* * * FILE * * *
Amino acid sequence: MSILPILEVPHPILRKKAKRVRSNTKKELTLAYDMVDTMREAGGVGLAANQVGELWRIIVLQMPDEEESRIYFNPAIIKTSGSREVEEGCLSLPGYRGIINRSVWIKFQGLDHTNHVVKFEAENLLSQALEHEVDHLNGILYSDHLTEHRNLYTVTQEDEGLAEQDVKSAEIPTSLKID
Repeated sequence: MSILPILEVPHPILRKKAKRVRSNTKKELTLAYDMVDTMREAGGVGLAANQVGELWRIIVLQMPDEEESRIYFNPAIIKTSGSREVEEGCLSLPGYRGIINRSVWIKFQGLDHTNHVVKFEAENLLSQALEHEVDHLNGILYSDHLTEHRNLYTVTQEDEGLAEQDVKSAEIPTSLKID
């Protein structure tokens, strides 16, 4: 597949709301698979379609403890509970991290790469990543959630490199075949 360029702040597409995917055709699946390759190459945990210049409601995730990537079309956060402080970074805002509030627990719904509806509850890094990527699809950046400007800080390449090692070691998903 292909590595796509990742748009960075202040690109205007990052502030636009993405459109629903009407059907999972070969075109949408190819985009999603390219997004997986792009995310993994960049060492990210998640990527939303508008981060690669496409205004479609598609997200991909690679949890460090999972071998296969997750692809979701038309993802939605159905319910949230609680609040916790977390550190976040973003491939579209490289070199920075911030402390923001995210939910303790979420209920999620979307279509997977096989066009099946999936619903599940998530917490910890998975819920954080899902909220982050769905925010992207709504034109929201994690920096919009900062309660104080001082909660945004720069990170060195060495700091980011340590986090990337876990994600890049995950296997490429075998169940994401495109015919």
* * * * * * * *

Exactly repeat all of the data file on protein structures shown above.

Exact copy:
Amino acid sequence: MSILPILEVPHPILRKKAKRVRSNTKKELTLAYDMVDTMREAGGVGLAANQVGELWRIIVLQMPDEEESRIYFNPAIIKTSGSREVEEGCLSLPGYRGIINRSVWIKFQGLDHTNHVVKFEAENLLSQALEHEVDHLNGILYSDHLTEHRNLYTVTQEDEGLAEQDVKSAEIPTSLKID
Repeated sequence: MSILPILEVPHPILRKKAKRVRSNTKKELTLAYDMVDTMREAGGVGLAANQVGELWRIIVLQMPDEEESRIYFNPAIIKTSGSREVEEGCLSLPGYRGIINRSVWIKFQGLDHTNHVVKFEAENLLSQALEHEVDHLNGILYSDHLTEHRNLYTVTQEDEGLAEQDVKSAEIPTSLKID
């Protein structure tokens, strides 16, 4: 597949709301698979379609403890509970991290790469990543959630490199075949 360029702040597409995917055709699946390759190459945990210049409601995730990537079309956060402080970074805002509030627990719904509806509850890094990527699809950046400007800080390449090692070691998903 292909590595796509990742748009960075202040690109205007990052502030636009993405459109629903009407059907999972070969075109949408190819985009999603390219997004997986792009995310993994960049060492990210998640990527939303508008981060690669496409205004479609598609997200991909690679949890460090999972071998296969997750692809979701038309993802939605159905319910949230609680609040916790977390550190976040973003491939579209490289070199920075911030402390923001995210939910303790979420209920999620979307279509997977096989066009099946999936619903599940998530917490910890998975819920954080899902909220982050769905925010992207709504034109929201994690920096919009900062309660104080001082909660945004720069990170060195060495700091980011340590986090990337876990994600890049995950296997490429075998169940994401495109015919």